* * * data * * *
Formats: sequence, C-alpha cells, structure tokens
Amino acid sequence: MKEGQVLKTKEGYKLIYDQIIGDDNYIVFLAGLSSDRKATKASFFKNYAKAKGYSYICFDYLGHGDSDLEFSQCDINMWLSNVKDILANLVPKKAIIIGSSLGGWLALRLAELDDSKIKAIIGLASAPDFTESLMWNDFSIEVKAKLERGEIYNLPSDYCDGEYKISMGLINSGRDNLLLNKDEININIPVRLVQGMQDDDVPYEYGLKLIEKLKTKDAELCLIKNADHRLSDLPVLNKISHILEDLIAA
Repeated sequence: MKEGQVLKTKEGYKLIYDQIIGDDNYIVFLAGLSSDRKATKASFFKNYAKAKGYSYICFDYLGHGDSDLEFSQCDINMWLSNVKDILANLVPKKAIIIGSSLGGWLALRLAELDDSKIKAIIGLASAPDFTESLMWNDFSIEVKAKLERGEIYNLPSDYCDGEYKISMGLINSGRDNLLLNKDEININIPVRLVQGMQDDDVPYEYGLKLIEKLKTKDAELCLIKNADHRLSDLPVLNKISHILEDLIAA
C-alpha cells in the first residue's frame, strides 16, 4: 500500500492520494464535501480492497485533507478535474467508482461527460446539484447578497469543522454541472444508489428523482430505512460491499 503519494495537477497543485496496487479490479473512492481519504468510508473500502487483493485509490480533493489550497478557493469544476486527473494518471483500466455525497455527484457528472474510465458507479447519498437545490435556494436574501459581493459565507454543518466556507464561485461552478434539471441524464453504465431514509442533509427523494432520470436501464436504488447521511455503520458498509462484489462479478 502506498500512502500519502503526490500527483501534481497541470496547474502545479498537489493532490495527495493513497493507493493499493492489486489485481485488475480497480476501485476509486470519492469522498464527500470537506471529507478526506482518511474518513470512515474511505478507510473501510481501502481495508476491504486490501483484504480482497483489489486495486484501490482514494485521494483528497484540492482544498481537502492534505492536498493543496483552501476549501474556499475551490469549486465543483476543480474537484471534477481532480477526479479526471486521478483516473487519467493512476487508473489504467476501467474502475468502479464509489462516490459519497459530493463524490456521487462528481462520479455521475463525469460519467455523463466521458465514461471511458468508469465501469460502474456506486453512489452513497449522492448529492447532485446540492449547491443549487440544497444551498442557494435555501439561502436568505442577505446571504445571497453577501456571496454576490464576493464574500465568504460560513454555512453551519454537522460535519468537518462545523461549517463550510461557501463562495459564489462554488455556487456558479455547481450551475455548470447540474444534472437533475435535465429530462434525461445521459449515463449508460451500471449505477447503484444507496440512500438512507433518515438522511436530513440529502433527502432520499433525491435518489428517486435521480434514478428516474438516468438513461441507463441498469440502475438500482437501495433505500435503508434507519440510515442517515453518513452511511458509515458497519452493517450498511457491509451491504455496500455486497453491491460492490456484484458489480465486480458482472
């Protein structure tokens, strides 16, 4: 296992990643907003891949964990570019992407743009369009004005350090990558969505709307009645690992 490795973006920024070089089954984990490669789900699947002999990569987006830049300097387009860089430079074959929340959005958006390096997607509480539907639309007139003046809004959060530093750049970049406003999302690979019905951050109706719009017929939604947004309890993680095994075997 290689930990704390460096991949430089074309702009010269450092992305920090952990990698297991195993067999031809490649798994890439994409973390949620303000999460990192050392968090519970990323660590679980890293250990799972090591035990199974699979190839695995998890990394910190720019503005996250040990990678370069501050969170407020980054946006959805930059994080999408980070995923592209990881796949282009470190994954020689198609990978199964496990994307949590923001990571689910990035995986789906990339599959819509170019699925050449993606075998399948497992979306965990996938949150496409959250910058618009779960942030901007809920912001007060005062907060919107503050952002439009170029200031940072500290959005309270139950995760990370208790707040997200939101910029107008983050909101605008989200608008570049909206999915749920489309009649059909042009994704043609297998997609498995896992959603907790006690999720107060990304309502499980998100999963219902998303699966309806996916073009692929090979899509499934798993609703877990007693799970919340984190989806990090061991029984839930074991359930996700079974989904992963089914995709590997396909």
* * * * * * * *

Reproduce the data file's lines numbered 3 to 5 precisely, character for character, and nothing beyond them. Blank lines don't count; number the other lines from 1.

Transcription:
Repeated sequence: MKEGQVLKTKEGYKLIYDQIIGDDNYIVFLAGLSSDRKATKASFFKNYAKAKGYSYICFDYLGHGDSDLEFSQCDINMWLSNVKDILANLVPKKAIIIGSSLGGWLALRLAELDDSKIKAIIGLASAPDFTESLMWNDFSIEVKAKLERGEIYNLPSDYCDGEYKISMGLINSGRDNLLLNKDEININIPVRLVQGMQDDDVPYEYGLKLIEKLKTKDAELCLIKNADHRLSDLPVLNKISHILEDLIAA
C-alpha cells in the first residue's frame, strides 16, 4: 500500500492520494464535501480492497485533507478535474467508482461527460446539484447578497469543522454541472444508489428523482430505512460491499 503519494495537477497543485496496487479490479473512492481519504468510508473500502487483493485509490480533493489550497478557493469544476486527473494518471483500466455525497455527484457528472474510465458507479447519498437545490435556494436574501459581493459565507454543518466556507464561485461552478434539471441524464453504465431514509442533509427523494432520470436501464436504488447521511455503520458498509462484489462479478 502506498500512502500519502503526490500527483501534481497541470496547474502545479498537489493532490495527495493513497493507493493499493492489486489485481485488475480497480476501485476509486470519492469522498464527500470537506471529507478526506482518511474518513470512515474511505478507510473501510481501502481495508476491504486490501483484504480482497483489489486495486484501490482514494485521494483528497484540492482544498481537502492534505492536498493543496483552501476549501474556499475551490469549486465543483476543480474537484471534477481532480477526479479526471486521478483516473487519467493512476487508473489504467476501467474502475468502479464509489462516490459519497459530493463524490456521487462528481462520479455521475463525469460519467455523463466521458465514461471511458468508469465501469460502474456506486453512489452513497449522492448529492447532485446540492449547491443549487440544497444551498442557494435555501439561502436568505442577505446571504445571497453577501456571496454576490464576493464574500465568504460560513454555512453551519454537522460535519468537518462545523461549517463550510461557501463562495459564489462554488455556487456558479455547481450551475455548470447540474444534472437533475435535465429530462434525461445521459449515463449508460451500471449505477447503484444507496440512500438512507433518515438522511436530513440529502433527502432520499433525491435518489428517486435521480434514478428516474438516468438513461441507463441498469440502475438500482437501495433505500435503508434507519440510515442517515453518513452511511458509515458497519452493517450498511457491509451491504455496500455486497453491491460492490456484484458489480465486480458482472
């Protein structure tokens, strides 16, 4: 296992990643907003891949964990570019992407743009369009004005350090990558969505709307009645690992 490795973006920024070089089954984990490669789900699947002999990569987006830049300097387009860089430079074959929340959005958006390096997607509480539907639309007139003046809004959060530093750049970049406003999302690979019905951050109706719009017929939604947004309890993680095994075997 290689930990704390460096991949430089074309702009010269450092992305920090952990990698297991195993067999031809490649798994890439994409973390949620303000999460990192050392968090519970990323660590679980890293250990799972090591035990199974699979190839695995998890990394910190720019503005996250040990990678370069501050969170407020980054946006959805930059994080999408980070995923592209990881796949282009470190994954020689198609990978199964496990994307949590923001990571689910990035995986789906990339599959819509170019699925050449993606075998399948497992979306965990996938949150496409959250910058618009779960942030901007809920912001007060005062907060919107503050952002439009170029200031940072500290959005309270139950995760990370208790707040997200939101910029107008983050909101605008989200608008570049909206999915749920489309009649059909042009994704043609297998997609498995896992959603907790006690999720107060990304309502499980998100999963219902998303699966309806996916073009692929090979899509499934798993609703877990007693799970919340984190989806990090061991029984839930074991359930996700079974989904992963089914995709590997396909």